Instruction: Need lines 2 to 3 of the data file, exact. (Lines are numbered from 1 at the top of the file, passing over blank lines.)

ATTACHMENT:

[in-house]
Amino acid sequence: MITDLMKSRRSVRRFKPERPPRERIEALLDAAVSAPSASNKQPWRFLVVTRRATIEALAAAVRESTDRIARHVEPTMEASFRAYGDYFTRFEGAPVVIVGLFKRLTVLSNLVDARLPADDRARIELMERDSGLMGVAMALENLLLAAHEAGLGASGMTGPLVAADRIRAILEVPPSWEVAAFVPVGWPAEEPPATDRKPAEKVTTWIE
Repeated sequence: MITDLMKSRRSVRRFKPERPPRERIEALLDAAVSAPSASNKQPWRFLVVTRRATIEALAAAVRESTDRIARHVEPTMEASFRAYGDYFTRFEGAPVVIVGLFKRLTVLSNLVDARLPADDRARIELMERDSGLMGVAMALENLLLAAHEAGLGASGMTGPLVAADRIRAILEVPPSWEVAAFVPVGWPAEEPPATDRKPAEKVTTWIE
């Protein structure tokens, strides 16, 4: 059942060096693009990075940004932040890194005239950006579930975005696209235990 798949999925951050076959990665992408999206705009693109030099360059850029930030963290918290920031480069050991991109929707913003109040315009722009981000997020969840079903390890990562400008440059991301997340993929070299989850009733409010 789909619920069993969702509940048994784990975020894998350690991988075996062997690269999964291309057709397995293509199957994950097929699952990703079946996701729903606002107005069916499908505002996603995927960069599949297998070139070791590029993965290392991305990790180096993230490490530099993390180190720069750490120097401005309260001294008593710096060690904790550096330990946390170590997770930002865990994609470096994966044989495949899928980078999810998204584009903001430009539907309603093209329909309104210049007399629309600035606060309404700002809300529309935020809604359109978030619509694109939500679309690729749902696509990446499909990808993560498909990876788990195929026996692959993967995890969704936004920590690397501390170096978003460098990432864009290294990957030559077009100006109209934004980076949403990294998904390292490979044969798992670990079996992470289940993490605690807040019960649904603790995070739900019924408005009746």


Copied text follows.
Amino acid sequence: MITDLMKSRRSVRRFKPERPPRERIEALLDAAVSAPSASNKQPWRFLVVTRRATIEALAAAVRESTDRIARHVEPTMEASFRAYGDYFTRFEGAPVVIVGLFKRLTVLSNLVDARLPADDRARIELMERDSGLMGVAMALENLLLAAHEAGLGASGMTGPLVAADRIRAILEVPPSWEVAAFVPVGWPAEEPPATDRKPAEKVTTWIE
Repeated sequence: MITDLMKSRRSVRRFKPERPPRERIEALLDAAVSAPSASNKQPWRFLVVTRRATIEALAAAVRESTDRIARHVEPTMEASFRAYGDYFTRFEGAPVVIVGLFKRLTVLSNLVDARLPADDRARIELMERDSGLMGVAMALENLLLAAHEAGLGASGMTGPLVAADRIRAILEVPPSWEVAAFVPVGWPAEEPPATDRKPAEKVTTWIE